Prepare a large stock pot with boiling water.

Zatarains Crab Boil

Zatarains Liquid Crab Boil

Add seasonings:
2 large sweet onions, quartered
Several whole garlic pods, cut in half
3-4 Bay leaves
2-4 tablespoons Zatarain’s Liquid Shrimp & Crab Boil (I use about 4 ounces – Mike)
Salt
2 tablespoons white vinegar (helps crabs peel easily)
lemon or lime juice.

Carefully place the crabs in the boiling water.  Boil about 15 minutes.  The crabs instantly turn a vibrant red once placed in the boiling water.  Turn off the heat.

Remove the crabs and serve.

If you want to let the crabs soak in the water in order to soak up the wonderful seasonings, place cold water or more ice on top of the crabs in order to stop the cooking process.

Eating Louisiana Blue Crabs

You can do this in any order you like, but this is just how I was taught to eat crabs as a little girl at the age of 8.  There would be about 10 family members sitting all around this large dining table in the dining room of my Aunt Linda’s house in New Orleans.  Newspapers were spread the entire length of the table and each person had a plate and a little bowl for dipping with either butter or ketchup.  What a wonderful memory.

How to Eat Louisiana Blue Crabs

Take the crab in one (be careful of the hard prickles on the shell). Carefully pull the legs out right at the join closet to the body. Some good meat will come out. Don’t be shy to pull the meat through your teeth and suck out the juice.

Next, turn the crab over and pull open the crabs private part. Grasp the bottom of the body in one hand and the top shell in the other and pull apart. Discard the top shell. Then, pull the lungs and other yucky guts items off. You should be left with 2 compartment separated by much thinner shell membranes.

Using a sharp knife carefully cut the compartment in half. Then, make a cut lengthwise on each compartment to reveal the sweet, savory white meat. Pull out the lump crab meat and work your way through the other smaller membranes.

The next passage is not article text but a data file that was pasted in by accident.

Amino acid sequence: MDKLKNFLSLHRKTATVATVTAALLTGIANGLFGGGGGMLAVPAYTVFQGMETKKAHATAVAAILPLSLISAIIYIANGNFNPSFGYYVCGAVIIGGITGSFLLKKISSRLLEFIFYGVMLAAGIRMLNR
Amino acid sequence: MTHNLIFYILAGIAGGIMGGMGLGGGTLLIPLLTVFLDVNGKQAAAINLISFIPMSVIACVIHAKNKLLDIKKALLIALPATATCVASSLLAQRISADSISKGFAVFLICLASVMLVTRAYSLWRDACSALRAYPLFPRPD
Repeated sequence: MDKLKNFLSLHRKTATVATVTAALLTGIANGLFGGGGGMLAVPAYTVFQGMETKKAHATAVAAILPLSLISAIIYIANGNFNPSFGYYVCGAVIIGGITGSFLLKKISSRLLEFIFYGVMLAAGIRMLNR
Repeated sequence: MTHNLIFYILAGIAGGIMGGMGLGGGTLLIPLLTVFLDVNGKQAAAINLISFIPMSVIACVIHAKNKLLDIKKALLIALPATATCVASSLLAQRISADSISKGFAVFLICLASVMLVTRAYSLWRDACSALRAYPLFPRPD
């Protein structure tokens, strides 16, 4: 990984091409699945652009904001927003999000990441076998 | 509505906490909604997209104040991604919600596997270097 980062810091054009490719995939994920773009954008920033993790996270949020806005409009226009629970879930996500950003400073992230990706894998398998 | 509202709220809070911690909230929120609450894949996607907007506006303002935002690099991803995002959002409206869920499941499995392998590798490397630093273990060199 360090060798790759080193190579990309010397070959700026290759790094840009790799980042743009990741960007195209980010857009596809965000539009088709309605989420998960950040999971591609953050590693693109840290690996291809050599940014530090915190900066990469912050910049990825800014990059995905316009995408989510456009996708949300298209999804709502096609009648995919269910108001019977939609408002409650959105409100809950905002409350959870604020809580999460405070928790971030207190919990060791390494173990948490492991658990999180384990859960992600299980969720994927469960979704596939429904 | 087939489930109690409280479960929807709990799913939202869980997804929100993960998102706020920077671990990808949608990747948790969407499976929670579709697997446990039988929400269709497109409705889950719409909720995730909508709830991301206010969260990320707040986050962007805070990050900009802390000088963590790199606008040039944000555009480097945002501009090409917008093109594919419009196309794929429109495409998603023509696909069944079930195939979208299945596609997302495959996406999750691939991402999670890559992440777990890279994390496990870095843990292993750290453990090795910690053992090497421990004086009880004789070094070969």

Now for the legs – break apart the legs at each joint. Sometimes the meat will come right out. Other times you need to use crab crackers or nut crackers to open up the segments.

My favorite part is the claw. I always save it for last. Delicately crack right in the middle and once at the place where the claws start. You should be able to peel the shell off and reveal a big, full claw. Take the claw into your mouth and pull between your teeth. Now that’s some good stuff Cher!

P.S.: My first and last time that I cooked live crabs, I was 23 years old and still wet behind the ears when it came to cooking. We lived on a small island in northeast Florida – Amelia Island. A local seafood market had a sign for “Dozen Crabs – $12.00”. I thought, “Wow, I love crabs and I can figure out how to cook them.” So, I bought a dozen crabs. I didn’t realize that they were LIVE. I thought crabs were like fish and already dead.

Needless to say, to my surprise these things were all rustling about in the paper bag. I get them home and I no idea what to do with them. So, I call my mom back in Louisiana. She tells me to pour them in the sink and soak them in salt water. I thought that was just for crawfish, but I attempted it anyway. I took the bag and dumped them in the sink. Oh my gosh, they were rustling about and trying take off running on the counter.

One fell on the floor. I was hopping around like firecrackers were going off. My golden retriever was having a good time playing with one.

Well, I managed to boil and season some water and one by one placed the poor innocent crabs into the boiling hot cauldron and saying sorry to each of them. My Cajun cooking beginnings, lol.

They must have been good for I remember this crazy story. C’est la vie!

Beryl Stokes

Beryl Stokes